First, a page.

The GPD Pocket is a tiny Windows laptop (or maybe it’s a palmtop) with a  7 inch, 1920 x 1200 pixel touchscreen display, an Intel Atom x7-Z8750 processor, 8GB of RAM, and 128GB of eMMC storage.

GPD ran a crowdfunding campaign for the tiny computer earlier this year, but if you didn’t get a chance to pledge (or didn’t want to spend money on a device that wouldn’t ship for months), now it’s up for pre-order order from GeekBuying.

The GPD Pocket sells for $496 and should ship in about two weeks.

The system features a 7,000 mAh battery, a USB 3.0 Type-C port, a USB 3.0 Type-A port, a micro HDMI port, and a 3.5mm headphone jack, a speaker and mic and 802.11ac WiFi and Bluetooth 4.1.

It measures about 7.1″ x 4.2″ x 0.7″ and weighs about 1.1 pounds. Despite the computer’s low-power processor, there is a small fan inside the case to help keep the system from overheating.

While there’s a QWERTY keyboard, the keys are a bit smaller than those on a typical laptop. And instead of a touchpad, there’s a pointing stick and two buttons for moving a mouse cursor.

The GPD Pocket comes from the same company that produces the GPD Win handheld Windows gaming PC. The new model swaps out the dedicated gaming buttons for a larger keyboard and display, making it more of a tiny laptop and less of a mobile game system.

But like the GPD Win, the new GPD Pocket features full Windows 10 software and a quad-core Intel processor that should be good enough for basic computing tasks.

I haven’t had a chance to test the GPD Pocket yet, but a few YouTubers have posted hands-on videos showing a bit of what the tiny laptop can do. Generally the performance seems to be pretty good, but the keyboard is a weird size that makes it hard to type with all your fingers or with just your thumbs.

via TabletMonkeys

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33 replies on “GPD Pocket (7 inch Windows laptop) is now available for $500 (no crowdfunding required)”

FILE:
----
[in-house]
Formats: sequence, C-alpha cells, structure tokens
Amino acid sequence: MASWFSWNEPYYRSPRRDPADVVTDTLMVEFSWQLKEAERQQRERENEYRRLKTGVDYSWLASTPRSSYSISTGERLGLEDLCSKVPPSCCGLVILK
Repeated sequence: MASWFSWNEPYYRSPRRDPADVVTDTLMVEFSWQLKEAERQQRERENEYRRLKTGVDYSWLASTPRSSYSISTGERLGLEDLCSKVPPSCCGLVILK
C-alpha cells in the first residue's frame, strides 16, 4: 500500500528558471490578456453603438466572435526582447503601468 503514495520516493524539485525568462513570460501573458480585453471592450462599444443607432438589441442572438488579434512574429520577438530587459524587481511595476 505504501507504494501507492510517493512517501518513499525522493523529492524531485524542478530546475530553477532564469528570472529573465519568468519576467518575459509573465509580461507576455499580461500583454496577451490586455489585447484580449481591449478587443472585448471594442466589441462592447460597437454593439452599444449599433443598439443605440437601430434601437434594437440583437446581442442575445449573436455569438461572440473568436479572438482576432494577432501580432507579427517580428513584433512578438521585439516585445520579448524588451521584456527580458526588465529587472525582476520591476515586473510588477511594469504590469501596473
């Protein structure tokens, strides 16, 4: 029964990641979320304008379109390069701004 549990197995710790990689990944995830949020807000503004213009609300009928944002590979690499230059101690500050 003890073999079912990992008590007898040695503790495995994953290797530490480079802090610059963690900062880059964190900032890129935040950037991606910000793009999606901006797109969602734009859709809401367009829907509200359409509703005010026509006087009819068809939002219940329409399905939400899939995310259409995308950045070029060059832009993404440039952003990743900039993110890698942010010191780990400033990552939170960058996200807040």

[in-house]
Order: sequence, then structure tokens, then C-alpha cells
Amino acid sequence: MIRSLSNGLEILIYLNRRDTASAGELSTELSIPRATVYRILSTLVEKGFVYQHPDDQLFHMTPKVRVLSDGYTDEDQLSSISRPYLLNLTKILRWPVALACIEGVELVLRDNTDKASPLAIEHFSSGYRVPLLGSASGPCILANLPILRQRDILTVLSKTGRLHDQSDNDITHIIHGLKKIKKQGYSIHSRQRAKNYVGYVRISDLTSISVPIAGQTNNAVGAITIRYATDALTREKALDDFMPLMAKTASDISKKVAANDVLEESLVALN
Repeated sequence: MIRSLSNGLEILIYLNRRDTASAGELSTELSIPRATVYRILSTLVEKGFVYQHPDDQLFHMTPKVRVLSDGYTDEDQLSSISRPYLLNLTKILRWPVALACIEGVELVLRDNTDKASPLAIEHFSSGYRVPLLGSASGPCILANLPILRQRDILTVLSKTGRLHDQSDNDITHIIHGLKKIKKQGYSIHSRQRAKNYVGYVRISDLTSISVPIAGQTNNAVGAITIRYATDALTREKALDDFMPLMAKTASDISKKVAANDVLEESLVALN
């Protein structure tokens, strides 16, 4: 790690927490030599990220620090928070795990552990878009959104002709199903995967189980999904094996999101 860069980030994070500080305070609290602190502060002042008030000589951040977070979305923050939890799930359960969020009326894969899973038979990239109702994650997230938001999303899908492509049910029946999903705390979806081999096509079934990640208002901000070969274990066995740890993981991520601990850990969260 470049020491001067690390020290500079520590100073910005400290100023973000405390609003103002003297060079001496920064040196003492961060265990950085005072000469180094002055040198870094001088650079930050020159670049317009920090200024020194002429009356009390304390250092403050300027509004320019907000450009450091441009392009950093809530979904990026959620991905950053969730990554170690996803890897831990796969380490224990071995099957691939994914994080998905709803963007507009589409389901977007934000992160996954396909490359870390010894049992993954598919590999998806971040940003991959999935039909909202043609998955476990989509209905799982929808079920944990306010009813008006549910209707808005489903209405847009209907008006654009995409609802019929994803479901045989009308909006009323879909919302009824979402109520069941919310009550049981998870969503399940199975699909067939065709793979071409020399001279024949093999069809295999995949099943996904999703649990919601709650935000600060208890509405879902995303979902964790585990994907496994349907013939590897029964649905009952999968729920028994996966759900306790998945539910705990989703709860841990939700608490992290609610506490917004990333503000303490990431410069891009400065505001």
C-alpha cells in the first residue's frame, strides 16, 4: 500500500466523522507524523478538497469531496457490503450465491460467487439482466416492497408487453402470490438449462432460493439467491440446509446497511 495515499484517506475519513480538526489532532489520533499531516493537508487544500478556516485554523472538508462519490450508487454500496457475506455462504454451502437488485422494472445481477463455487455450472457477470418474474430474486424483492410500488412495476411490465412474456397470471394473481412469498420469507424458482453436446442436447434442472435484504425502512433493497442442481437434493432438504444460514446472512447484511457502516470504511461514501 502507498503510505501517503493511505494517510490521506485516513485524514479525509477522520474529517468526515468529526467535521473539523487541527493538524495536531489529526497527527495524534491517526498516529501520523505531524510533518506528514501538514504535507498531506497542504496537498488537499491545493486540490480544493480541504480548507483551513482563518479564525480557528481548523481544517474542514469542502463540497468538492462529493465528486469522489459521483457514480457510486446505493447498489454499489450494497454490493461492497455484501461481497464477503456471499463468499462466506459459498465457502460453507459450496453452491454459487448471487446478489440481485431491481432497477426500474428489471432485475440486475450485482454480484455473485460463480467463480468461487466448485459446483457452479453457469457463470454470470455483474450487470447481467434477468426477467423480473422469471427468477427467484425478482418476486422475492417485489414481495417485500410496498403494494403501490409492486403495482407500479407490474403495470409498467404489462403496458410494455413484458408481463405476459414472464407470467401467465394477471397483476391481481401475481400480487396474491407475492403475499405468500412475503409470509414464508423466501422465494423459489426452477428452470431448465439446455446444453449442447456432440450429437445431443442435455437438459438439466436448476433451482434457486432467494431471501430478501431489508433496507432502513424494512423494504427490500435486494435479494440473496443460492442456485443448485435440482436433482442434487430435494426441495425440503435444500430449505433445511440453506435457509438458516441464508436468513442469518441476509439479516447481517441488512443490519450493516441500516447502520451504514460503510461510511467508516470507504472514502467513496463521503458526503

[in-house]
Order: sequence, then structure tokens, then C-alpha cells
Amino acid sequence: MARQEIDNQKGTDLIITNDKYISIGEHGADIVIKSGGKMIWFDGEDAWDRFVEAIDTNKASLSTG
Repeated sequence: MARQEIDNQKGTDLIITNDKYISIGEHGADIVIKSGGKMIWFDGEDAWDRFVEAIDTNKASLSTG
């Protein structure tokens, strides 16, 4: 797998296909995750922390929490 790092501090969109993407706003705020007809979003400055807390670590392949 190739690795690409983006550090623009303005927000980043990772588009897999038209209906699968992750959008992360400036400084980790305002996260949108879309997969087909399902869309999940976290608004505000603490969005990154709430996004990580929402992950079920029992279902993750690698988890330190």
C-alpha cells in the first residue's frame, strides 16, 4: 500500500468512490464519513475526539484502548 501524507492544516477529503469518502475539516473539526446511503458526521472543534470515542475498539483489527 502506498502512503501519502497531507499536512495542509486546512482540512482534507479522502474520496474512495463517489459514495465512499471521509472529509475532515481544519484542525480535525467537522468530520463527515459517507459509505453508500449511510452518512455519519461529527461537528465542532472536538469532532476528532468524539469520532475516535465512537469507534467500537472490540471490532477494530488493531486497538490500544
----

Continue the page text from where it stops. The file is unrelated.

1. I bought one for my father. He loved it. The build quality is good, the screen is excellent, and the battery life is good. My own complaint relates to Windows itself. The default resolution isn’t particularly kind to Dad’s 74yo eyes, and Windows doesn’t like to run at a Dad-friendly resolution. Still, we made it work.

    I can’t comment on anyone else’s hardware, software, or experience with the device.

    I wasn’t thrilled with the build quality of the external hub, but a dab of glue fixed that. The laptop itself is great.

  2. 7 inch is the phablet sweet spot. I know this isn’t one. But you need a device with this screen size to read and type comfortably. One OS can do a phone and a tablet/laptop and should.

  3. Does anybody know when the linux version will be released. The Linux version sounds more interesting than the windows version plus it’s more secure. Personally I would have preferred another type of Linux than Ubuntu.

  4. Waiting on the claimed Ubuntu Linux support without mucking around with boot paramaters, configuration files and other things.

  5. I’ve had mine for couple of weeks. I am glad I backed the project. Its speedy enough for what I need it for and the battery lasts all day (7 to 10 hours). I use it for office productivity/email and for downloading, culling and backing up photos when away from my home computer. It works great for all of the above. If it had LTE it would be perfect.

  6. I purchased on of these. Granted, its a niche market but its nice to have a company finding a way to bring a product like this forward for those who need it. For myself, the later generation Atoms (this is the same one as the Surface 3) are plenty of power for the email / spreadsheet work I do on the road. What a small computer like this provides me is the ability to always keep it with me… and still travel light. Few differences on this compared to older “netbooks.” and newer tablets. Its not all glued together…. you can actually get at the battery if you need to. Fan cooled, so its less likely to throttle the processor. 8 GB RAM. Its much smaller than a netbook. And the quality of the build, from the case to the keyboard, is top of the line.

  7. 500 bucks? Laughable…for an old atom processor. Even If it had a core m3 6 or 7y30 that would be a 100 too much. This is nothing more than a gimmick, although…I wouldn’t mind having one if the price was $249. Even at that, it would be gnawing at me that I’m buying old tech at a premium price. Adding a keyboard to your phone would possibly be a smarter move.

  8. Didn’t we already have the wake, funeral, opening of the grave, and interment of netbooks? Why is someone ‘raising the dead’ in some unholy act of desecration?.

  9. This is definitely an interesting device, however, they seem to have really messed up by not having a dedicated apostrophe/quotation mark key.

    1. To look at it it’s an American keyboard. But If you set it up as english the inverted comma mark is where its meant to be.

  10. LOL, reading the responses, I wonder why these people come to this site? Go to engadget or something. This site is about tiny computers, if you dont like then, why are you here? This machine is epic!